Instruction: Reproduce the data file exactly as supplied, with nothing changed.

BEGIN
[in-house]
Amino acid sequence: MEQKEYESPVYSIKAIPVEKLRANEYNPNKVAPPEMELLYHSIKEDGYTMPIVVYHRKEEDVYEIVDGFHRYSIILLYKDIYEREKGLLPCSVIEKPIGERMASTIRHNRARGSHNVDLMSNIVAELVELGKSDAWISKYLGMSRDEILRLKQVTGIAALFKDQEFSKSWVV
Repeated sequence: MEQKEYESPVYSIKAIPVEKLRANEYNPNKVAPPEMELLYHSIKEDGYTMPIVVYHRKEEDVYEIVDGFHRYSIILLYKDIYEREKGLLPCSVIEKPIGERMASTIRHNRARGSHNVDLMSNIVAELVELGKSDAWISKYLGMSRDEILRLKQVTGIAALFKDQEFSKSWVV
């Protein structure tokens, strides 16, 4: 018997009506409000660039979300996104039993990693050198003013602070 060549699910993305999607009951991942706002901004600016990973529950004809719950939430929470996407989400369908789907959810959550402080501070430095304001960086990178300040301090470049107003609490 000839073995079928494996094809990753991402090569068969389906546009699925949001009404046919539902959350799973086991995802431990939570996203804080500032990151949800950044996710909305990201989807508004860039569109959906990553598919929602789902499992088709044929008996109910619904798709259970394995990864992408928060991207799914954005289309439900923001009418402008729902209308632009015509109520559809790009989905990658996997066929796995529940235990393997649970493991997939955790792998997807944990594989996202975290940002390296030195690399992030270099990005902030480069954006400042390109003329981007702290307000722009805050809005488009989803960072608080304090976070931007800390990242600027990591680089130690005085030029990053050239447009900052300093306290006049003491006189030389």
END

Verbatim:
[in-house]
Amino acid sequence: MEQKEYESPVYSIKAIPVEKLRANEYNPNKVAPPEMELLYHSIKEDGYTMPIVVYHRKEEDVYEIVDGFHRYSIILLYKDIYEREKGLLPCSVIEKPIGERMASTIRHNRARGSHNVDLMSNIVAELVELGKSDAWISKYLGMSRDEILRLKQVTGIAALFKDQEFSKSWVV
Repeated sequence: MEQKEYESPVYSIKAIPVEKLRANEYNPNKVAPPEMELLYHSIKEDGYTMPIVVYHRKEEDVYEIVDGFHRYSIILLYKDIYEREKGLLPCSVIEKPIGERMASTIRHNRARGSHNVDLMSNIVAELVELGKSDAWISKYLGMSRDEILRLKQVTGIAALFKDQEFSKSWVV
């Protein structure tokens, strides 16, 4: 018997009506409000660039979300996104039993990693050198003013602070 060549699910993305999607009951991942706002901004600016990973529950004809719950939430929470996407989400369908789907959810959550402080501070430095304001960086990178300040301090470049107003609490 000839073995079928494996094809990753991402090569068969389906546009699925949001009404046919539902959350799973086991995802431990939570996203804080500032990151949800950044996710909305990201989807508004860039569109959906990553598919929602789902499992088709044929008996109910619904798709259970394995990864992408928060991207799914954005289309439900923001009418402008729902209308632009015509109520559809790009989905990658996997066929796995529940235990393997649970493991997939955790792998997807944990594989996202975290940002390296030195690399992030270099990005902030480069954006400042390109003329981007702290307000722009805050809005488009989803960072608080304090976070931007800390990242600027990591680089130690005085030029990053050239447009900052300093306290006049003491006189030389």